Prince Harry and Meghan Markle were confirmed to have agreed to a multi-million production deal with Netflix in September. Royal commentators suggested the move was part of the Duke and Duchess of Sussex’s strategy to put an end to the financial dependence from the Royal Family. But in light of the release of the controversial fourth season of Netflix’s hit series The Crown, Prince Harry was hit with the accusation of being “disloyal” towards his own family.
Speaking to talkRADIO, Harry’s biographer Angela Levin said: “Actually doing what I think is so disloyal and rude, and that is taking money from a company like Netflix.
“It knows exactly that it’s going to get its pint of blood out of somebody when they offer a lot of money.
“When you know the same company is ridiculing his father, his mother, and his grandfather.”
The Crown producers have come under fire for taking a lot of liberties in recounting the history of the Royal Family in the last instalment of the series, which is set between 1979 and 1989.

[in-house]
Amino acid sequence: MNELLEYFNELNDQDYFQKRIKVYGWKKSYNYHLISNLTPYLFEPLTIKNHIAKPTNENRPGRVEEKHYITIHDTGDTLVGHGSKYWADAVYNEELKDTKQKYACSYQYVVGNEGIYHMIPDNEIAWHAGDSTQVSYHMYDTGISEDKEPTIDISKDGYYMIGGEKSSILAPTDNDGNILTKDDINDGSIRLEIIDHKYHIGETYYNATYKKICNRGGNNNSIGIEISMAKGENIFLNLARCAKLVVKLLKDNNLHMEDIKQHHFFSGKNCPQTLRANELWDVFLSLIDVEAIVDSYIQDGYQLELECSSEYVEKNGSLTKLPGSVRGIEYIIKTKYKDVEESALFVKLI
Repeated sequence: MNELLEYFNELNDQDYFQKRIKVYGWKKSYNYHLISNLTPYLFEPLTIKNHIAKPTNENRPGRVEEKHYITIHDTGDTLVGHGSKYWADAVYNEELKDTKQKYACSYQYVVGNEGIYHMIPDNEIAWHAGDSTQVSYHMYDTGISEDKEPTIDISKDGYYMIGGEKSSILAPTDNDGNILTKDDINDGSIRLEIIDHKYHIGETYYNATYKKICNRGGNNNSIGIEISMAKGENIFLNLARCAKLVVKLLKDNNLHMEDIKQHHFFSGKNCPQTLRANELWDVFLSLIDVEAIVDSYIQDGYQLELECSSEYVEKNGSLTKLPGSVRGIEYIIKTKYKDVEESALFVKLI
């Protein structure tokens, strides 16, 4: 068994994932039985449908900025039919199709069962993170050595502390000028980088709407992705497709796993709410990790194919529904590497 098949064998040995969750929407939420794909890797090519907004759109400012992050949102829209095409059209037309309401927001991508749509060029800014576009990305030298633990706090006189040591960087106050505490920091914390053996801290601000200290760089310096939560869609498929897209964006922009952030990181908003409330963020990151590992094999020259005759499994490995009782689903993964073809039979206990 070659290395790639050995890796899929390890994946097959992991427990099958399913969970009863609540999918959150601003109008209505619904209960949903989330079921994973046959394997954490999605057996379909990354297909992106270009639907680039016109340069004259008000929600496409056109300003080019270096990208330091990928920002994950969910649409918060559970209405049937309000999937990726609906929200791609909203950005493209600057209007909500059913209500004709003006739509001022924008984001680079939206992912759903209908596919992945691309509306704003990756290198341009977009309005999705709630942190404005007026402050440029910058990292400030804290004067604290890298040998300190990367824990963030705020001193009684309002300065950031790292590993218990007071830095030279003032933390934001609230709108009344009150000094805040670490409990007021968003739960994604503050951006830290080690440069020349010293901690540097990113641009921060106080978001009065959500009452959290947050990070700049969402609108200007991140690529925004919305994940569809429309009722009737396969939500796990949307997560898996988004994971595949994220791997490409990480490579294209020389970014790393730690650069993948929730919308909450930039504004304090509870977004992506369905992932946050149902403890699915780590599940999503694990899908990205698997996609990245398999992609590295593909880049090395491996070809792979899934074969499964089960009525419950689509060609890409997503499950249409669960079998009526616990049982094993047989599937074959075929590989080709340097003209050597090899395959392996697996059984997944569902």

JUST IN: Meghan Markle’s father ‘quite rightly’ not told ‘confidential’ reason behind postponement
Ms Levin especially questioned Prince Harry’s decision to collaborate with the content platform after the controversial depiction of his late mother, Princess Diana.
The royal biographer continued: “He still claims he hasn’t gotten over his mother, and how can you when you’ve got such an amazing mother like Diana?
“Obviously, quite an extraordinary young woman and yet, he’s going to be involved in something taking the mickey.
“We saw her dressed up like Puck in Midsummer’s Night Dream, hiding behind little bushes at Althorpe House.”
READ MORE: Prince Charles’ staff ‘have to forgo lunch’ due to his unusual diet regime
“It is a grotesque and deeply unfair portrayal of their father, mother and stepmother, and of the wider family, including, of course, their grandparents whom they love dearly.”
But despite the potential royal backlash, expert Richard Fitzwilliams claimed neither Prince Harry nor Meghan Markle will see their deal with Netflix affected.
Mr Fitzwilliams said: “I believe you certainly won’t find their deal is in any way affected by this.
“I strongly suspect they will not have a problem with the Royal Family being portrayed as dysfunctional and flawed.”
The creators of The Crown have also defended their right to artistic licence. The show employs researchers but Peter Morgan, creator of The Crown, defended his right to creative freedom.
Defending The Crown allegedly inventing some parts of the story, Princess Diana’s former butler claimed: “This is a dramatisation, it is not a documentary of the Royal Family, it is a screenplay. What Peter Morgan has tried to do, and sensitively try to do, is align fact with his screenplay.”
The Palace is yet to comment on the show.